The scientific method revolutionized the world of truth-seeking. Yet journalism - which, like science, seeks truth - is far less rigorous. We’ll walk through why this gap has led to record levels of distrust in journalism, and why journalism that’s replicable, trackable, and reviewable can help to restore that trust.
To be clear, journalism isn't science. It's got tight deadlines and other limits on its ability to gather evidence, no peer review, and often, very little that resembles methodology. But online tools and new reporting techniques are enabling journalists to be much more scientific in their methods.
From the rise of database journalism, which adds empirical rigor to narrative journalism’s fog of anecdotes, to the emergence of accountability projects that permit tracking and peer review over time, we’ll outline a system of news that can help us better discern the truth amid a rising onslaught of information. We’ll focus our session on identifying solutions and painting a vivid and inspiring picture of what journalism can become.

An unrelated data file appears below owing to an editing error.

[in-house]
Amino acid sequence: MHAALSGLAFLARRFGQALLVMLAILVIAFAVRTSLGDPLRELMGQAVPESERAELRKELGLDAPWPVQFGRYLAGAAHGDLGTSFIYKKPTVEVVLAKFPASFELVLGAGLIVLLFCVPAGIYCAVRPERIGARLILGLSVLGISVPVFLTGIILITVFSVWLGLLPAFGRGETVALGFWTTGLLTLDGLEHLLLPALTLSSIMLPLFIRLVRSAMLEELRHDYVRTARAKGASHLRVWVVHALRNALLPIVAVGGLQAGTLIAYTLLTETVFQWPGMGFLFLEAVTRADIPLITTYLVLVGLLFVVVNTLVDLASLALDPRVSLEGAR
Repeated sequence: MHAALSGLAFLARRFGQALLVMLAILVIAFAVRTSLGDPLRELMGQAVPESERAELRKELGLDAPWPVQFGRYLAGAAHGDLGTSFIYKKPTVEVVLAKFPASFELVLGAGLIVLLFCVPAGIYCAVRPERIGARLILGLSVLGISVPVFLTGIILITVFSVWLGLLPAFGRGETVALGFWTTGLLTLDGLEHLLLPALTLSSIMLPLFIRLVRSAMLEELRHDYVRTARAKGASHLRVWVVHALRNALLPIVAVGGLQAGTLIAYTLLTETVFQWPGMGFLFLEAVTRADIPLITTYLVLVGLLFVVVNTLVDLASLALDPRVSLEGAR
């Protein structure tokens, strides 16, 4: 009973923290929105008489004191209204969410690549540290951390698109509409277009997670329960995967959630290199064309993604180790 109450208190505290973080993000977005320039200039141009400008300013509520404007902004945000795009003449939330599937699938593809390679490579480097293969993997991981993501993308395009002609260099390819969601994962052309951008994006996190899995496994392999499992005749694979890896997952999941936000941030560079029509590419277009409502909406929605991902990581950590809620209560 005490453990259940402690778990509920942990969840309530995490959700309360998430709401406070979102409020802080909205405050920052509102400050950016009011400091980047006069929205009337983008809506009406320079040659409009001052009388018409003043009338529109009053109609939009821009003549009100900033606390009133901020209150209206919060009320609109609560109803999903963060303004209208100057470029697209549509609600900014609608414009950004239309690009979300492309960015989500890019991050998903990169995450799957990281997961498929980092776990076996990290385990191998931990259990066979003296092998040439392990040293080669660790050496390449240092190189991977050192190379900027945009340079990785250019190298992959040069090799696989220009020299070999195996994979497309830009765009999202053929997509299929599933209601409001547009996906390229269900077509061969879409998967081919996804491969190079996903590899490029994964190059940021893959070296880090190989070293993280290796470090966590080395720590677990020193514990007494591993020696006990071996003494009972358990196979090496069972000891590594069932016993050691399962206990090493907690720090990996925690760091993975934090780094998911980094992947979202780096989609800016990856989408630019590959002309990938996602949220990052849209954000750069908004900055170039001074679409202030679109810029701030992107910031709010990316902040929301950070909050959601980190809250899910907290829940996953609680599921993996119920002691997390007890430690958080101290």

Editorial Prod Mgr, NPR
I coach NPR member stations on digital strategy. Board member for Center for Public Integrity. Adjunct faculty at Poynter Institute. Proud Buffy fan.
Media Editor, The Economist
Previously: physics/philosophy student, science writer, foreign correspondent, digital strategist, e-learning creator, documentary film buff, language nerd and NYU prof.
Currently: trying to bring it all together.
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